A U.S. appeals court says three members of the Phi Kappa Psi fraternity have a plausible case that they were implicated in a now-retracted story about an alleged gang rape at U.Va.
A former associate dean at the University of Virginia sued over her portrayal in a 2014 Rolling Stone article about an alleged gang rape at a fraternity party. The article was retracted.
A former associate dean of the University of Virginia is suing for nearly $8 million in damages, alleging that a now-discredited story about a gang rape falsely painted her as the "chief villain."
It's the first time Jann Wenner has allowed an outside investor to buy a part of the fabled magazine he founded in 1967.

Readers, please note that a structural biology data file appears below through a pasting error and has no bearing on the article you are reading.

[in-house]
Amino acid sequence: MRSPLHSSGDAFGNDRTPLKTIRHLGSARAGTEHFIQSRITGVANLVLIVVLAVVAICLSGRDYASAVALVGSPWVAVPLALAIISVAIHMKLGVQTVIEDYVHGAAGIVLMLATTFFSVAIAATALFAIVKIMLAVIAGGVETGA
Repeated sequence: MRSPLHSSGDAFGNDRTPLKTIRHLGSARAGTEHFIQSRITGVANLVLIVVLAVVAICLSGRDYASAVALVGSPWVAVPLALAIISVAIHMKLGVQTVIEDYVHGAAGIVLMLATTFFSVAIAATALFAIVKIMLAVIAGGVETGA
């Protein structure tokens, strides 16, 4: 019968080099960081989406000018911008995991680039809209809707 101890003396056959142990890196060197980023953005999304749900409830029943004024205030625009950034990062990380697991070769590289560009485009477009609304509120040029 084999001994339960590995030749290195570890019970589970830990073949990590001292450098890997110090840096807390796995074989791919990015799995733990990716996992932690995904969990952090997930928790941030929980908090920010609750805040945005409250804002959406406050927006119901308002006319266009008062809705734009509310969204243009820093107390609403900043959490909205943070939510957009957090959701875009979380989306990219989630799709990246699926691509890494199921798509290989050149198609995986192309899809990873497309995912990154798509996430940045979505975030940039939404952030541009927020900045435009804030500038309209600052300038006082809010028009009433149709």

Despite the well-publicized capture of drug kingpin "El Chapo," ordinary Mexicans don't think much has changed in the ongoing violence.
News of the lawsuit by former Phi Kappa Psi members comes along with word that Rolling Stone's managing editor, Will Dana, has resigned.
U.Va.'s dean of students says the article portrayed her as the "chief villain of the story." She's suing the magazine and the author for $7.85 million.
Phi Kappa Psi's planned move comes after an independent review found "collective fault" led to the magazine's story about a young woman who said she was gang raped at the University of Virginia.
The Charlottesville Police Department said it was unable to uncover evidence that corroborated a story about a University of Virginia student who said she was raped during a 2012 fraternity party.
Phi Kappa Psi was at the center of a story alleging a 2012 gang rape at its house at the University of Virginia. The fraternity has consistently denied that events detailed in the article took place.